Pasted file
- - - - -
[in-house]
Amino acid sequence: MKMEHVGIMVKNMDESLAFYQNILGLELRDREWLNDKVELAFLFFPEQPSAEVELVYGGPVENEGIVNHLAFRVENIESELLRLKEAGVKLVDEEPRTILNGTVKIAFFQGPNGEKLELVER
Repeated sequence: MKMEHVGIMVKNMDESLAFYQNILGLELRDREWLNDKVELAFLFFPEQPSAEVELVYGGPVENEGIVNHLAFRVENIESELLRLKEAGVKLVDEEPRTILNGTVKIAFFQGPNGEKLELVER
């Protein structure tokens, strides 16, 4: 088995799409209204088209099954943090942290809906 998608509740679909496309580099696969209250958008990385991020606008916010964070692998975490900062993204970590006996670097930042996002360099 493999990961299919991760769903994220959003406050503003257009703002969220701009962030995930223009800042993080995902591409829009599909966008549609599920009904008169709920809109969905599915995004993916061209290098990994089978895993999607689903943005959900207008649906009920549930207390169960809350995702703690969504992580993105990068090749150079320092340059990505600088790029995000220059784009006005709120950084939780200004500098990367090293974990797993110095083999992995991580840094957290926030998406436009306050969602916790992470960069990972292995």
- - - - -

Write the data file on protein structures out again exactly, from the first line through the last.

[in-house]
Amino acid sequence: MKMEHVGIMVKNMDESLAFYQNILGLELRDREWLNDKVELAFLFFPEQPSAEVELVYGGPVENEGIVNHLAFRVENIESELLRLKEAGVKLVDEEPRTILNGTVKIAFFQGPNGEKLELVER
Repeated sequence: MKMEHVGIMVKNMDESLAFYQNILGLELRDREWLNDKVELAFLFFPEQPSAEVELVYGGPVENEGIVNHLAFRVENIESELLRLKEAGVKLVDEEPRTILNGTVKIAFFQGPNGEKLELVER
């Protein structure tokens, strides 16, 4: 088995799409209204088209099954943090942290809906 998608509740679909496309580099696969209250958008990385991020606008916010964070692998975490900062993204970590006996670097930042996002360099 493999990961299919991760769903994220959003406050503003257009703002969220701009962030995930223009800042993080995902591409829009599909966008549609599920009904008169709920809109969905599915995004993916061209290098990994089978895993999607689903943005959900207008649906009920549930207390169960809350995702703690969504992580993105990068090749150079320092340059990505600088790029995000220059784009006005709120950084939780200004500098990367090293974990797993110095083999992995991580840094957290926030998406436009306050969602916790992470960069990972292995």